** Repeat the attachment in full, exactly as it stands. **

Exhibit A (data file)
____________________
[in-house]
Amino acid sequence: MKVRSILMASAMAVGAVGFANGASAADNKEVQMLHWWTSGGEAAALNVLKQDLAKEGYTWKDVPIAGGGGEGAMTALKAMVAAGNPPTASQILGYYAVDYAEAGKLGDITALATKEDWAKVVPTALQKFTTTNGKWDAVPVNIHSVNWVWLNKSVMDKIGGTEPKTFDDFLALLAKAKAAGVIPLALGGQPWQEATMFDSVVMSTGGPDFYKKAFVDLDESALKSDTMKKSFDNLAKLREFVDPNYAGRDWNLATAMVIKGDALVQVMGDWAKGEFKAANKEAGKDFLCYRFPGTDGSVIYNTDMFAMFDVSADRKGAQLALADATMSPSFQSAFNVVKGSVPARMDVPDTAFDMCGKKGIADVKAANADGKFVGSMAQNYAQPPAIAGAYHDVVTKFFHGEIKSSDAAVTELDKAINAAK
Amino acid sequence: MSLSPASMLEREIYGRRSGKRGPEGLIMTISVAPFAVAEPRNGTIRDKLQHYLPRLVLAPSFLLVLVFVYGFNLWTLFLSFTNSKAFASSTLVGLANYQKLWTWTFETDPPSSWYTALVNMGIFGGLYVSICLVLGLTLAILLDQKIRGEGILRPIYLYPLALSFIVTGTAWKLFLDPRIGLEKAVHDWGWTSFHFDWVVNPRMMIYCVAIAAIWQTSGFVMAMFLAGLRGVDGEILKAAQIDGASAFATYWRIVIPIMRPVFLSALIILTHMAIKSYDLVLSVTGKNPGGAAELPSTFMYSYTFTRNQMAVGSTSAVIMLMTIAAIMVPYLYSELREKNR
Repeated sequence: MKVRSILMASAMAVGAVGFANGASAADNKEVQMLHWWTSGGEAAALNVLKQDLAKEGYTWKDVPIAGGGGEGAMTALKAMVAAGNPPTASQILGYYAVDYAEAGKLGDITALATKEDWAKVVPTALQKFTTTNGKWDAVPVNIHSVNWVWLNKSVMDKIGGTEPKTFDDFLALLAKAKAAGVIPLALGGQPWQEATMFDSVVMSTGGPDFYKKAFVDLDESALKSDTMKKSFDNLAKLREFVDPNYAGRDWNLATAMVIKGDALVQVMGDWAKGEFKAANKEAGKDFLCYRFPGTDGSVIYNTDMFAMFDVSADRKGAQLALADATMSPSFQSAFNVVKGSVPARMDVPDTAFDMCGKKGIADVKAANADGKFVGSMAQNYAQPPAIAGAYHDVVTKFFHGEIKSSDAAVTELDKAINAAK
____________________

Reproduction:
[in-house]
Amino acid sequence: MKVRSILMASAMAVGAVGFANGASAADNKEVQMLHWWTSGGEAAALNVLKQDLAKEGYTWKDVPIAGGGGEGAMTALKAMVAAGNPPTASQILGYYAVDYAEAGKLGDITALATKEDWAKVVPTALQKFTTTNGKWDAVPVNIHSVNWVWLNKSVMDKIGGTEPKTFDDFLALLAKAKAAGVIPLALGGQPWQEATMFDSVVMSTGGPDFYKKAFVDLDESALKSDTMKKSFDNLAKLREFVDPNYAGRDWNLATAMVIKGDALVQVMGDWAKGEFKAANKEAGKDFLCYRFPGTDGSVIYNTDMFAMFDVSADRKGAQLALADATMSPSFQSAFNVVKGSVPARMDVPDTAFDMCGKKGIADVKAANADGKFVGSMAQNYAQPPAIAGAYHDVVTKFFHGEIKSSDAAVTELDKAINAAK
Amino acid sequence: MSLSPASMLEREIYGRRSGKRGPEGLIMTISVAPFAVAEPRNGTIRDKLQHYLPRLVLAPSFLLVLVFVYGFNLWTLFLSFTNSKAFASSTLVGLANYQKLWTWTFETDPPSSWYTALVNMGIFGGLYVSICLVLGLTLAILLDQKIRGEGILRPIYLYPLALSFIVTGTAWKLFLDPRIGLEKAVHDWGWTSFHFDWVVNPRMMIYCVAIAAIWQTSGFVMAMFLAGLRGVDGEILKAAQIDGASAFATYWRIVIPIMRPVFLSALIILTHMAIKSYDLVLSVTGKNPGGAAELPSTFMYSYTFTRNQMAVGSTSAVIMLMTIAAIMVPYLYSELREKNR
Repeated sequence: MKVRSILMASAMAVGAVGFANGASAADNKEVQMLHWWTSGGEAAALNVLKQDLAKEGYTWKDVPIAGGGGEGAMTALKAMVAAGNPPTASQILGYYAVDYAEAGKLGDITALATKEDWAKVVPTALQKFTTTNGKWDAVPVNIHSVNWVWLNKSVMDKIGGTEPKTFDDFLALLAKAKAAGVIPLALGGQPWQEATMFDSVVMSTGGPDFYKKAFVDLDESALKSDTMKKSFDNLAKLREFVDPNYAGRDWNLATAMVIKGDALVQVMGDWAKGEFKAANKEAGKDFLCYRFPGTDGSVIYNTDMFAMFDVSADRKGAQLALADATMSPSFQSAFNVVKGSVPARMDVPDTAFDMCGKKGIADVKAANADGKFVGSMAQNYAQPPAIAGAYHDVVTKFFHGEIKSSDAAVTELDKAINAAK